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Proc Natl Acad Sci U S A. 2009 Mar 3;106(9):3276-81. doi: 10.1073/pnas.0813414106. Epub 2009 Feb 13.

Specific synthetic lethal killing of RAD54B-deficient human colorectal cancer cells by FEN1 silencing.

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Michael Smith Laboratories, University of British Columbia, 2185 East Mall, Vancouver, BC, Canada, V6T 1Z4.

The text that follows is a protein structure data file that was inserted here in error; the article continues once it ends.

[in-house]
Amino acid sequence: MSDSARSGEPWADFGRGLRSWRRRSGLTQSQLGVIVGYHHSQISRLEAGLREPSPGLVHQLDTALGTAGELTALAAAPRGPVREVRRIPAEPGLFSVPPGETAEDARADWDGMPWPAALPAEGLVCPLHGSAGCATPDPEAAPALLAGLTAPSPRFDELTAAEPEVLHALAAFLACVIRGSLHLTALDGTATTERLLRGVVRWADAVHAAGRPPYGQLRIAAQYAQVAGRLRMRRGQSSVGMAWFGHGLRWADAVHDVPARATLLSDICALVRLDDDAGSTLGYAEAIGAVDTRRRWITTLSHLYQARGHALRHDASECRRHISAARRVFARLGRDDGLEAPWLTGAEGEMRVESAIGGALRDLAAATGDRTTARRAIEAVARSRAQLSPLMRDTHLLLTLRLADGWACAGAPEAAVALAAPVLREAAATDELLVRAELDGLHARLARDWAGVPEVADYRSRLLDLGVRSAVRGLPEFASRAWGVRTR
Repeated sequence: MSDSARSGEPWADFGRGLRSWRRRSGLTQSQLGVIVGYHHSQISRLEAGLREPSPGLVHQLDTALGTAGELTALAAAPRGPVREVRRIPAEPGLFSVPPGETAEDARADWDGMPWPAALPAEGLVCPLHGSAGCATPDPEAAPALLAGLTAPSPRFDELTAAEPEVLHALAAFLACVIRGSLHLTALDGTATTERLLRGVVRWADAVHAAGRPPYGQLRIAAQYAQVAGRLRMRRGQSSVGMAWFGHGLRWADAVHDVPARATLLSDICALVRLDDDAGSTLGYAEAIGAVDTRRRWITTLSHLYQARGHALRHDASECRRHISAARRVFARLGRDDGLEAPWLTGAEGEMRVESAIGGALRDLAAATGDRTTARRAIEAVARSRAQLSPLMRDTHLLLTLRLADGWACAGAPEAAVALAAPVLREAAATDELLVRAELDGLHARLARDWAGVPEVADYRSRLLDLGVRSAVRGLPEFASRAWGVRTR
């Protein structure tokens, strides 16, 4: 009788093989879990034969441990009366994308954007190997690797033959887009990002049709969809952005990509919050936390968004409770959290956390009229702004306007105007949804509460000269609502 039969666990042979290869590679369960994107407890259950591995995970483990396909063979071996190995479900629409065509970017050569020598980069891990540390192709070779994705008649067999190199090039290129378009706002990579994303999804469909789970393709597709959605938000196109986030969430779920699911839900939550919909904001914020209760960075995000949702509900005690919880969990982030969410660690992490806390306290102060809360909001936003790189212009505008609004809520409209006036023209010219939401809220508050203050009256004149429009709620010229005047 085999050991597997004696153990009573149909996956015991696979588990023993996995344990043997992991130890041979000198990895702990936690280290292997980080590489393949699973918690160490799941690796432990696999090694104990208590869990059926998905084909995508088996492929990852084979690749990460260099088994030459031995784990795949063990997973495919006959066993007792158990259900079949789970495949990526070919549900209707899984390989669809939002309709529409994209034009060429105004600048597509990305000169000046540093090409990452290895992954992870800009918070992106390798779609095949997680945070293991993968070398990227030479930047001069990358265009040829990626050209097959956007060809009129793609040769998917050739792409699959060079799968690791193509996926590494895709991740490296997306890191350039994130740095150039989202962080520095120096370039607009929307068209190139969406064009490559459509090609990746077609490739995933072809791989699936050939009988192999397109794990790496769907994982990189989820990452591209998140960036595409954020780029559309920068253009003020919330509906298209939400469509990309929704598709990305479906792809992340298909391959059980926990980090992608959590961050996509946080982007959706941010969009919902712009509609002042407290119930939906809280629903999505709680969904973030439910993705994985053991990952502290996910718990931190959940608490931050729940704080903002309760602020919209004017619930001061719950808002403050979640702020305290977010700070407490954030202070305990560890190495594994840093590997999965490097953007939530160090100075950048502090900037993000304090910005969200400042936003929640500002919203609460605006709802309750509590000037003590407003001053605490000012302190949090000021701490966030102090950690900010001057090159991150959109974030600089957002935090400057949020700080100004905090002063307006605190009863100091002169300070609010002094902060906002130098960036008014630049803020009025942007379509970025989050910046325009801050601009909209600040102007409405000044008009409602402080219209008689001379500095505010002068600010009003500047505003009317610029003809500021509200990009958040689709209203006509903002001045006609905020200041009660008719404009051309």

Mutations that cause chromosome instability (CIN) in cancer cells produce "sublethal" deficiencies in an essential process (chromosome segregation) and, therefore, may represent a major untapped resource that could be exploited for therapeutic benefit in the treatment of cancer. If second-site unlinked genes can be identified, that when knocked down, cause a synthetic lethal (SL) phenotype in combination with a somatic mutation in a CIN gene, novel candidate therapeutic targets will be identified. To test this idea, we took a cross species SL candidate gene approach by recapitulating a SL interaction observed between rad54 and rad27 mutations in yeast, via knockdown of the highly sequence- and functionally-related proteins RAD54B and FEN1 in a cancer cell line. We show that knockdown of RAD54B, a gene known to be somatically mutated in cancer, causes CIN in mammalian cells. Using high-content microscopy techniques, we demonstrate that RAD54B-deficient human colorectal cancer cells are sensitive to SL killing by reduced FEN1 expression, while isogenic RAD54B proficient cells are not. This conserved SL interaction suggests that extrapolating SL interactions observed in model organisms for homologous genes mutated in human cancers will aid in the identification of novel therapeutic targets for specific killing of cancerous cells exhibiting CIN.

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